- Our politicians don’t really know the area they are meant to represent, and fail to visit all parts of their constituencies or wards often enough, apart from taking self-congratulatory selfies while delivering their party political leaflets; and
- Our elected representatives don’t always read their emails
Less than an hour after Miles’s video was posted on Twitter, he did get a response, from his MP, Sarah Jones.
“That’s horrific,” Jones replied. “Could you email that to email@example.com.”
“Already have Sarah,” Miles replied. “It’s been an issue for months.”
And apparently, the MP was entirely unaware of it.
It took the Mayor somewhat longer to hit his social media send button.
“Thank you for flagging this. We have raised this with relevant officers,” Perry wrote, pompously. “Please could you provide an email address for us to provide further updates.”
But Miles had an answer for this self-serving mayoral tweet, too. “Hi Jason,” he replied.
“You have many emails from me on this topic already. Please check your records.”
Later that day (presumably after Perry had got round to reading his records and getting a briefing from what councillors insist on calling “officers”, when they actually mean council employees), the Mayor had discovered that Priddys Yard is, in fact, private land. But while that puts it off-limit for Veolia road sweepers, it doesn’t negate the landowner’s responsibilities, nor the council staff’s job to enforce them.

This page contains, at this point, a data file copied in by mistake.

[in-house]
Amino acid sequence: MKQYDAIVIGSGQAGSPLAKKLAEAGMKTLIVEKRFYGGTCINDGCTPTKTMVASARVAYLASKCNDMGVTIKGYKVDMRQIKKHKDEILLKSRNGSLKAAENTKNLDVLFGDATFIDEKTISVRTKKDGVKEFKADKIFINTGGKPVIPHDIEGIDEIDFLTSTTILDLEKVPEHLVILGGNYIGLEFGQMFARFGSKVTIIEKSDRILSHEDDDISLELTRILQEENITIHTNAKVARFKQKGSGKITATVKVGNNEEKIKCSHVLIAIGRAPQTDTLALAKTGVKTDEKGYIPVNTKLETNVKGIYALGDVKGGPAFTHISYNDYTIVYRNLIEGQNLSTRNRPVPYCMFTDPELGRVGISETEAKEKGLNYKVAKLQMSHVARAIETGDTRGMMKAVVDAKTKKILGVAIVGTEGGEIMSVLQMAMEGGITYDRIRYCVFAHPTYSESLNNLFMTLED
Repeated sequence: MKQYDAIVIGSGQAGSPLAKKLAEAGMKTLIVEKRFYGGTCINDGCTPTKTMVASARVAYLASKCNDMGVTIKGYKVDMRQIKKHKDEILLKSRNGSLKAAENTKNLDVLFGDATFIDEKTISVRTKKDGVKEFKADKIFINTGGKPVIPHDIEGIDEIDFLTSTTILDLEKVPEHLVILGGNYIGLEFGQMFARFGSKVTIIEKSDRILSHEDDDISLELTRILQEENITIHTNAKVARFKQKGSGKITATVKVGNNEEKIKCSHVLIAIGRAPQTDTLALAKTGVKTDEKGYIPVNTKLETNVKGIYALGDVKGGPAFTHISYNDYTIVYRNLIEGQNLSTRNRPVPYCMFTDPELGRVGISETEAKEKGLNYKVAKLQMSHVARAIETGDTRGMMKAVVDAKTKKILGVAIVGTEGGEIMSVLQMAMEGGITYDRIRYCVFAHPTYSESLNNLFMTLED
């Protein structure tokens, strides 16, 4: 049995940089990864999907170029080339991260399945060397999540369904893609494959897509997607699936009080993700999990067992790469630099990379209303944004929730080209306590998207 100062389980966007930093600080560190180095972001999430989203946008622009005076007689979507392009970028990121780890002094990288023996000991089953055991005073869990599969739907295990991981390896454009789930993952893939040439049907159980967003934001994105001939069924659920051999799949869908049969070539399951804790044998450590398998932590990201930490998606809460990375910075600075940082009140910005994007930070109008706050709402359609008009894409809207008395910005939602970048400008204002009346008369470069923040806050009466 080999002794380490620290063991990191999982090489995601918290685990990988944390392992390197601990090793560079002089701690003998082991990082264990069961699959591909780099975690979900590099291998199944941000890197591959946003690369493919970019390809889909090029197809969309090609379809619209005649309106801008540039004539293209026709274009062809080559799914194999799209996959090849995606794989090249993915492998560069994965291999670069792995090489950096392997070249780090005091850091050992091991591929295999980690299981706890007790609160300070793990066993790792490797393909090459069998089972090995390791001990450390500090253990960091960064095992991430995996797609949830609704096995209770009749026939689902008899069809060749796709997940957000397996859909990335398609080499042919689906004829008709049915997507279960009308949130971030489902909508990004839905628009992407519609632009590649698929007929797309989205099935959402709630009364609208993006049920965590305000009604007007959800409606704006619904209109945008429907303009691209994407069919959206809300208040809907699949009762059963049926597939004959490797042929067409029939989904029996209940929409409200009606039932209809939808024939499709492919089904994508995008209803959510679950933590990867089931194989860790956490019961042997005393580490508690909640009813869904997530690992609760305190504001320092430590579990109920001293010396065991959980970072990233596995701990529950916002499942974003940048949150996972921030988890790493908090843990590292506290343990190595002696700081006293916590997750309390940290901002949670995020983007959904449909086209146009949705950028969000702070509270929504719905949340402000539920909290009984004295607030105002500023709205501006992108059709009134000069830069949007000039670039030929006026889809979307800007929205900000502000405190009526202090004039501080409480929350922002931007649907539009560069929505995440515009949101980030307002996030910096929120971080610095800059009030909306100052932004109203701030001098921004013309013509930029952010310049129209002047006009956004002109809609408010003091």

Perry tweeted that afternoon: “Update: Thank you again for raising this. This is currently being looked into by our environmental enforcement team. Whilst this is on private land, our team are in the process of issuing a community protection notice, giving them direction to clear it.”
But if, as Miles has made clear, this has been an issue for many months, why is the environmental enforcement team only acting now, after the Mayor was embarrassed on Twitter?
This was not the only instance of tweet shaming this week.
After Miles did his good citizen bit, another resident, Michael Davies, uploaded a video of the cans, bottles and other assorted detritus that litters Waterworks Yard, another bit of private property just a short walk from the Priddys Yard dumping site.
Residents can pay £1,200 per month for their one-bedroom flats overlooking Waterworks Yard. The old waterworks building looks a sorry, shabby mess. A protected, listed building, part of Croydon’s rapidly dwindling Victorian heritage, no one seems to want to spend money to bring it back into any sort of use.
There is public access allowed (tolerated?) through the courtyard, much of which has been fenced off since building works commenced a couple of years ago.
The littering problem appears to have got much worse in recent months, with the landowners apparently unwilling to pay for their property to be cleaned. Green Party ward councillor Ria Patel is investigating the situation, though it again raises the question of quite what the council’s environmental enforcement team has been doing all this time.
The rodent infestation, the illegal dumping of rubbish, late-night raves, drug-dealing and threats of violence are among the mounting frustrations of traders on Surrey Street whose pleas, ignored by the Mayor, the police and the Croydon Business Improvement District, have forced them into forming their own association to act as a lobby group.
But as one market trader on Surrey Street confided this morning, “Things get worse every week. Some stall-holders are giving up.
“They’ve had enough. We pay more in Council Tax and for our pitches, and we get less.
“The Mayor’s not listening. The police are not listening. It can’t go on like this.”
Perhaps they could learn from Miles and Michael, and indulge in a spot of Twitter shaming… nothing else seems to work.